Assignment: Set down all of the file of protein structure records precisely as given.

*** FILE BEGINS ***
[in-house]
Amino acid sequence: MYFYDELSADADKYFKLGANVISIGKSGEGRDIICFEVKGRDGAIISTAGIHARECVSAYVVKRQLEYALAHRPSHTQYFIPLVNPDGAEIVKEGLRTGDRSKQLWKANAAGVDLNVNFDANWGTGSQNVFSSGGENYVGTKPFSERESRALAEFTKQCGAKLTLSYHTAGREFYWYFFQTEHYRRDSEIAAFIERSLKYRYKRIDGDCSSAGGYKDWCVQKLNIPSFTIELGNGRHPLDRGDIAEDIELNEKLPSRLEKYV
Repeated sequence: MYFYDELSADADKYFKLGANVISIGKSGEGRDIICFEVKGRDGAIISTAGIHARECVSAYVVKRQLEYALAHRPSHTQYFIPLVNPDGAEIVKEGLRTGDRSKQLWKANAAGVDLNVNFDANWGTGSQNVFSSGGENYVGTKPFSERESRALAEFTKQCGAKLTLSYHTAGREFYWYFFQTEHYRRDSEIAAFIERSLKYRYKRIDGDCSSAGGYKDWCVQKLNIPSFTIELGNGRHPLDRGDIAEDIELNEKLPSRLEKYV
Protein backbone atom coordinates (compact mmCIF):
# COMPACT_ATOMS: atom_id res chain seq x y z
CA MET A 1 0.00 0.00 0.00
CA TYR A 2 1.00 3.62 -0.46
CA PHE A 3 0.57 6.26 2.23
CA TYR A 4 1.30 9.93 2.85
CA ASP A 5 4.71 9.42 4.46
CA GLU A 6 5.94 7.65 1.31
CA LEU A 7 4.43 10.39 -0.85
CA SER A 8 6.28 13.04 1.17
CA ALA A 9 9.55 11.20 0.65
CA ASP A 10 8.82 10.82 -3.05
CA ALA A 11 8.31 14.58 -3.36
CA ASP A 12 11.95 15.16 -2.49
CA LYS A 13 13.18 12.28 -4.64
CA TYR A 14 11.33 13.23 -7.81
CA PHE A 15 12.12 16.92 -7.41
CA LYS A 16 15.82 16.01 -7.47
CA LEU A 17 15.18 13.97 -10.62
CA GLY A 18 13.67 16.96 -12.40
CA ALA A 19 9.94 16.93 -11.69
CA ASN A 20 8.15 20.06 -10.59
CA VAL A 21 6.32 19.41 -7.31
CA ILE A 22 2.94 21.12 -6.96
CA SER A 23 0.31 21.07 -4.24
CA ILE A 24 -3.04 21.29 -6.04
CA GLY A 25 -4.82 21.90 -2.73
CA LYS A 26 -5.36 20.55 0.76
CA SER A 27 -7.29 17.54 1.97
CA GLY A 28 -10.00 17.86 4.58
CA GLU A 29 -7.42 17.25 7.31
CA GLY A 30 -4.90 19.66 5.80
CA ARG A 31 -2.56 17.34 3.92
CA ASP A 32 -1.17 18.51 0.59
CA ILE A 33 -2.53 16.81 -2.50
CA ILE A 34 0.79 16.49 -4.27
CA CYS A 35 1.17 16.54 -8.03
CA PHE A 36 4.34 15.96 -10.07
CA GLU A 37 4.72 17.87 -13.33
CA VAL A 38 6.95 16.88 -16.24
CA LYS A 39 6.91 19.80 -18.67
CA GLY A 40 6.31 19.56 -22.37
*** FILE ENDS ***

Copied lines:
[in-house]
Amino acid sequence: MYFYDELSADADKYFKLGANVISIGKSGEGRDIICFEVKGRDGAIISTAGIHARECVSAYVVKRQLEYALAHRPSHTQYFIPLVNPDGAEIVKEGLRTGDRSKQLWKANAAGVDLNVNFDANWGTGSQNVFSSGGENYVGTKPFSERESRALAEFTKQCGAKLTLSYHTAGREFYWYFFQTEHYRRDSEIAAFIERSLKYRYKRIDGDCSSAGGYKDWCVQKLNIPSFTIELGNGRHPLDRGDIAEDIELNEKLPSRLEKYV
Repeated sequence: MYFYDELSADADKYFKLGANVISIGKSGEGRDIICFEVKGRDGAIISTAGIHARECVSAYVVKRQLEYALAHRPSHTQYFIPLVNPDGAEIVKEGLRTGDRSKQLWKANAAGVDLNVNFDANWGTGSQNVFSSGGENYVGTKPFSERESRALAEFTKQCGAKLTLSYHTAGREFYWYFFQTEHYRRDSEIAAFIERSLKYRYKRIDGDCSSAGGYKDWCVQKLNIPSFTIELGNGRHPLDRGDIAEDIELNEKLPSRLEKYV
Protein backbone atom coordinates (compact mmCIF):
# COMPACT_ATOMS: atom_id res chain seq x y z
CA MET A 1 0.00 0.00 0.00
CA TYR A 2 1.00 3.62 -0.46
CA PHE A 3 0.57 6.26 2.23
CA TYR A 4 1.30 9.93 2.85
CA ASP A 5 4.71 9.42 4.46
CA GLU A 6 5.94 7.65 1.31
CA LEU A 7 4.43 10.39 -0.85
CA SER A 8 6.28 13.04 1.17
CA ALA A 9 9.55 11.20 0.65
CA ASP A 10 8.82 10.82 -3.05
CA ALA A 11 8.31 14.58 -3.36
CA ASP A 12 11.95 15.16 -2.49
CA LYS A 13 13.18 12.28 -4.64
CA TYR A 14 11.33 13.23 -7.81
CA PHE A 15 12.12 16.92 -7.41
CA LYS A 16 15.82 16.01 -7.47
CA LEU A 17 15.18 13.97 -10.62
CA GLY A 18 13.67 16.96 -12.40
CA ALA A 19 9.94 16.93 -11.69
CA ASN A 20 8.15 20.06 -10.59
CA VAL A 21 6.32 19.41 -7.31
CA ILE A 22 2.94 21.12 -6.96
CA SER A 23 0.31 21.07 -4.24
CA ILE A 24 -3.04 21.29 -6.04
CA GLY A 25 -4.82 21.90 -2.73
CA LYS A 26 -5.36 20.55 0.76
CA SER A 27 -7.29 17.54 1.97
CA GLY A 28 -10.00 17.86 4.58
CA GLU A 29 -7.42 17.25 7.31
CA GLY A 30 -4.90 19.66 5.80
CA ARG A 31 -2.56 17.34 3.92
CA ASP A 32 -1.17 18.51 0.59
CA ILE A 33 -2.53 16.81 -2.50
CA ILE A 34 0.79 16.49 -4.27
CA CYS A 35 1.17 16.54 -8.03
CA PHE A 36 4.34 15.96 -10.07
CA GLU A 37 4.72 17.87 -13.33
CA VAL A 38 6.95 16.88 -16.24
CA LYS A 39 6.91 19.80 -18.67
CA GLY A 40 6.31 19.56 -22.37